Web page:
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Inspiration Watercolor Christmas Cards Ideas You Can Paint

Kathleen

Watercolor Christmas Trees | Delicate and Chunky Snowflakes | Christmas Ornaments

I’ve always found hand-made and hand-painted watercolor Christmas cards lovely and perfectly enjoyable for anyone to create. I find it so convenient as I tend to put off card making at the last minute. The characteristics of watercolor make it possible for a procrastinating card maker like me to still be able to churn out simple yet still very charming cards in a short amount of time. When I was young, my siblings and I would make hand-drawn or hand-painted cards to be sent to our loved ones living far from us. We would do them for birthdays, Valentine’s Day, Mother’s day, and of course for Christmas. As we grew up and lived near each other, Christmas cards turned into gift tags which are just as fun to create.

Seen above are ZenART’s Prezioso Palette and Espresso Palette.

I’d like to share with you what I’ve made as a source of inspiration or for guidance if you’d like to recreate them. I’ll show you quick step-by-step instructions for each one, and even downloadable PDFs of some of the designs. You can print them out and trace over them, or use them as a guide. From quick and easy choices to more detailed ones, and of course tweak or change them up to your heart’s content!


TABLE OF CONTENTS: Looking for something in particular? Jump ahead using the links below:

Hand-painted Watercolor Christmas Cards
Simple Christmas Trees Using Lines and Strokes
Watercolor Christmas Tree With Metallic Decor
Delicate Watercolor Snowflake Using Masking Fluid
Chunky Watercolor Snowflake With Gouache
Intricate Watercolor Christmas Ornament
Hanging Watercolor Christmas Balls
Painting Inspiration Daily Christmas Cards


Hand-painted Watercolor Christmas Cards

Here are I’ll be sharing with you a couple of Christmas card ideas I’ve prepared in various themes. Each theme will have a quick and easy version and a more detailed one if you’re up for it. You can try them both out and of course, add more details or remove some if you wish, make changes to your heart’s content. These are meant to inspire you so you don’t have to copy them exactly.

Easy Watercolor Christmas Cards – Christmas Trees

Christmas trees are the easiest to do in my opinion. You can go from creating simple trees with just basic lines to very detailed ones and they’ll all be immediately recognizable.

Simple Christmas Trees Using Lines and Strokes

I enjoyed doing this one, super easy and fun, and the possibilities are endless! You can just start with the basic lines and brush strokes and create rows of Christmas trees. In my version below I just used slightly varying greens – mixed from Lemon Yellow and Phthalo Blue and two other greens that are already available in my watercolor paints palette – the Allegro Palette from ZenART Supplies.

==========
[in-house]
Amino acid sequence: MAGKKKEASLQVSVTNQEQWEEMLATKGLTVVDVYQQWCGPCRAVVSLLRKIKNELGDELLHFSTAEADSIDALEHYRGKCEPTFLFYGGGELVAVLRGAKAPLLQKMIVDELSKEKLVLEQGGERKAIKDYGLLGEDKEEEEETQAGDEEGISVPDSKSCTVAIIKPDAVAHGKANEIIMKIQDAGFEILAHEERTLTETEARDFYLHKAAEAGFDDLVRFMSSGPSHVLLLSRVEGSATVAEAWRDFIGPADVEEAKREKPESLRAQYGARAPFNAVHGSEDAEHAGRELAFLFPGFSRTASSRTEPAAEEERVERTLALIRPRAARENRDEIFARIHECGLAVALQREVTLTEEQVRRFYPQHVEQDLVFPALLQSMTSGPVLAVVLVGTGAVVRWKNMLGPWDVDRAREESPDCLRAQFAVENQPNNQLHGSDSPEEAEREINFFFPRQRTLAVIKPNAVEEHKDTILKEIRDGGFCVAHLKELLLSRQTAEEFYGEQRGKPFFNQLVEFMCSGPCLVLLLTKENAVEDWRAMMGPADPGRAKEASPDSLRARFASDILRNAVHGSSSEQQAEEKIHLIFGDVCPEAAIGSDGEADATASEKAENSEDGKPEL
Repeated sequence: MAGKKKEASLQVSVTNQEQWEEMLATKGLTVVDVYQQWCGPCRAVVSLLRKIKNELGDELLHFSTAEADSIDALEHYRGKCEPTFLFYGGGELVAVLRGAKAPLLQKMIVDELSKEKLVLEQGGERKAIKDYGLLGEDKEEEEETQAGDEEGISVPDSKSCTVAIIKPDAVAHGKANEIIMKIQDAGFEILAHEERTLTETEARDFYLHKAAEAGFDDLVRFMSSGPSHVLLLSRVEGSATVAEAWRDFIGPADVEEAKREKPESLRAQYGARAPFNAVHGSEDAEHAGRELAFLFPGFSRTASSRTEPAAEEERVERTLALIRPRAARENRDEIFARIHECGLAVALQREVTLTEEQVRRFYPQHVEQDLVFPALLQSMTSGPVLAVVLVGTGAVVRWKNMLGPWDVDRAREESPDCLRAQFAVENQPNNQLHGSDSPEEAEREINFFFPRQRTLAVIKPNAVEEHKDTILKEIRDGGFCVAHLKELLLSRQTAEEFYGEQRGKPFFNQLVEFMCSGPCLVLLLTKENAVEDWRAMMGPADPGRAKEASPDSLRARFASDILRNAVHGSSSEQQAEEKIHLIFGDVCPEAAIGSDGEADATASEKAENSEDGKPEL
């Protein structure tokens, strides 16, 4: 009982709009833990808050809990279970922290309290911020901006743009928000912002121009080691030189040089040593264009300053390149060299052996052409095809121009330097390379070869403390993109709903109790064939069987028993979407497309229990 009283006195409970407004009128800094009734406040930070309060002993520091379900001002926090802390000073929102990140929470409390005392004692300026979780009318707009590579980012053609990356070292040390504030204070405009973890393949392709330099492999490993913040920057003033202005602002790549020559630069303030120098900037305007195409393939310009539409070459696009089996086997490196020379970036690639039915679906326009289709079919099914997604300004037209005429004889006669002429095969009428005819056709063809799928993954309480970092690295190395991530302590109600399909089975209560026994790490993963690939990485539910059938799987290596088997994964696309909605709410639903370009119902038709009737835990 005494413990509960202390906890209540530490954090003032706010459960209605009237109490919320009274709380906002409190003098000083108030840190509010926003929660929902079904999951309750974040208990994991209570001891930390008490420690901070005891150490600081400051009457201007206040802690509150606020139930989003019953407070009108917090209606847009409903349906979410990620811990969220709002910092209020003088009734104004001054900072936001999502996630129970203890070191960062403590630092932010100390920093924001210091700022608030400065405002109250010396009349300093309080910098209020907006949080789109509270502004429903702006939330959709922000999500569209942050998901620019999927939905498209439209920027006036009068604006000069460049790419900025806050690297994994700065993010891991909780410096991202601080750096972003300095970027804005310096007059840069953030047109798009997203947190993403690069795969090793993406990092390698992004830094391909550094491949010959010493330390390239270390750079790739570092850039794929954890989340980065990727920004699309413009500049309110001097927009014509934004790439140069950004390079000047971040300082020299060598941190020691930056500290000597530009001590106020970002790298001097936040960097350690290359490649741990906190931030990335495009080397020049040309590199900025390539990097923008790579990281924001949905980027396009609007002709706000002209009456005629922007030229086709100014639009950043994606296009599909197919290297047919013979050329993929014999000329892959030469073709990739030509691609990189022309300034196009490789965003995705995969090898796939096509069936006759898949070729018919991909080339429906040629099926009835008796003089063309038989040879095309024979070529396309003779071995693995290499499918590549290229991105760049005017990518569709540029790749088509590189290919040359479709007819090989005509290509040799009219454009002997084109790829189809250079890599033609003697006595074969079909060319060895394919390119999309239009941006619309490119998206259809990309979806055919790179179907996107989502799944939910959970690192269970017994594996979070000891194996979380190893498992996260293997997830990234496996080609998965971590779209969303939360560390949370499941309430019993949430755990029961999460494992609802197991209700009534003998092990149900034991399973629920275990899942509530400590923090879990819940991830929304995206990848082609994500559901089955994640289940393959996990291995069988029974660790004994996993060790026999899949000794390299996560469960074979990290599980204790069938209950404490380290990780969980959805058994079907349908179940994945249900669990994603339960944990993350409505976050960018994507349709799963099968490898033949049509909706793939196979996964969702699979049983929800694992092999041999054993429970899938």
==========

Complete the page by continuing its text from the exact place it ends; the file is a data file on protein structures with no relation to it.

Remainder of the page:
Featuring the Allegro Palette from ZenART Supplies. A must-have for those who love to paint florals, skintones, vivid skies, and warm and bright subjects.

I used a 9×12” watercolor paper that I cut in half and then folded the two halves to create two cards for painting. Laying my card down in landscape orientation, I lightly drew three tree-shaped triangles evenly spaced apart. It’s up to you if you want to tape down your paper or not. You won’t be doing any heavy washes for this one. 

Then I used three different greens and various brushstrokes and patterns to create quick and easy Christmas trees. Just straight lines starting from the top of the tree and branching outwards to create a triangular shape. Then, horizontal lines that go from top to bottom, using the previously drawn triangle pencil drawing as a guide. And lastly, a 6-tiered tree with branching out lines to form each level. 

You can make smaller trees so you can paint more than three trees if you’d prefer that. I made another with six trees this time.

Watercolor Christmas Tree With Metallic Decor

For this DIY watercolor Christmas card, I made use of masking fluid. Applying masking fluid preserves the white of the paper and is such a fun thing to experiment with. Just like the trees above, I just started with a tree-shaped triangle to serve as a guide. Then added a star on top. 

I applied the masking fluid using an angled color shaper brush/tool you can see in the photo below. The flexible silicone tip makes it ideal for applying precise details. Plus you don’t need to worry about ruining it as the masking fluid just washes right off. This nifty tool is from our Verbena brush set, a 17 pc synthetic brush set designed especially for acrylic use.

You can choose to do whatever texture or pattern you’d like to have when applying the masking fluid. For mine, I chose a more natural and organic texture similar to a pine tree. Wait for it to fully dry before doing any painting.